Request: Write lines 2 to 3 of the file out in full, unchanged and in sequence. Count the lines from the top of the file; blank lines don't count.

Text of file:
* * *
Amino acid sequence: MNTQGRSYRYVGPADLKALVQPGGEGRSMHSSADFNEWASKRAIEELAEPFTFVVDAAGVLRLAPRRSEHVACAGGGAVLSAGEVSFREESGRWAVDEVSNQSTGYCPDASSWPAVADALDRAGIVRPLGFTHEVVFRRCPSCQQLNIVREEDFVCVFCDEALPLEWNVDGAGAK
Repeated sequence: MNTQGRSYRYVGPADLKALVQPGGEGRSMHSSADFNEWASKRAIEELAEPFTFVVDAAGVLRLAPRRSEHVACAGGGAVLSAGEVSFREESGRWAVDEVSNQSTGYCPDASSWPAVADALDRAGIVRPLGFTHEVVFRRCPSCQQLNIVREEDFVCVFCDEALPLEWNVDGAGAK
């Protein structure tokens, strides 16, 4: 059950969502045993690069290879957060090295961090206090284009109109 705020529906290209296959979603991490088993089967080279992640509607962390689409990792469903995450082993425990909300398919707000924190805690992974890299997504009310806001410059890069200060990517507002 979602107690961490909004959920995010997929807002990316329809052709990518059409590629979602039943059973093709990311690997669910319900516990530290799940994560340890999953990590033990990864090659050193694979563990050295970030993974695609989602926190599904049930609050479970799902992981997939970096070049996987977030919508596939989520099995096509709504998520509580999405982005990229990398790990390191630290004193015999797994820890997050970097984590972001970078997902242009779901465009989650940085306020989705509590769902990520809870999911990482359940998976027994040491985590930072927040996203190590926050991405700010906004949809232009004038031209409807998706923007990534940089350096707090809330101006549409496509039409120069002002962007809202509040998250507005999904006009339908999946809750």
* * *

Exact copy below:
Repeated sequence: MNTQGRSYRYVGPADLKALVQPGGEGRSMHSSADFNEWASKRAIEELAEPFTFVVDAAGVLRLAPRRSEHVACAGGGAVLSAGEVSFREESGRWAVDEVSNQSTGYCPDASSWPAVADALDRAGIVRPLGFTHEVVFRRCPSCQQLNIVREEDFVCVFCDEALPLEWNVDGAGAK
């Protein structure tokens, strides 16, 4: 059950969502045993690069290879957060090295961090206090284009109109 705020529906290209296959979603991490088993089967080279992640509607962390689409990792469903995450082993425990909300398919707000924190805690992974890299997504009310806001410059890069200060990517507002 979602107690961490909004959920995010997929807002990316329809052709990518059409590629979602039943059973093709990311690997669910319900516990530290799940994560340890999953990590033990990864090659050193694979563990050295970030993974695609989602926190599904049930609050479970799902992981997939970096070049996987977030919508596939989520099995096509709504998520509580999405982005990229990398790990390191630290004193015999797994820890997050970097984590972001970078997902242009779901465009989650940085306020989705509590769902990520809870999911990482359940998976027994040491985590930072927040996203190590926050991405700010906004949809232009004038031209409807998706923007990534940089350096707090809330101006549409496509039409120069002002962007809202509040998250507005999904006009339908999946809750």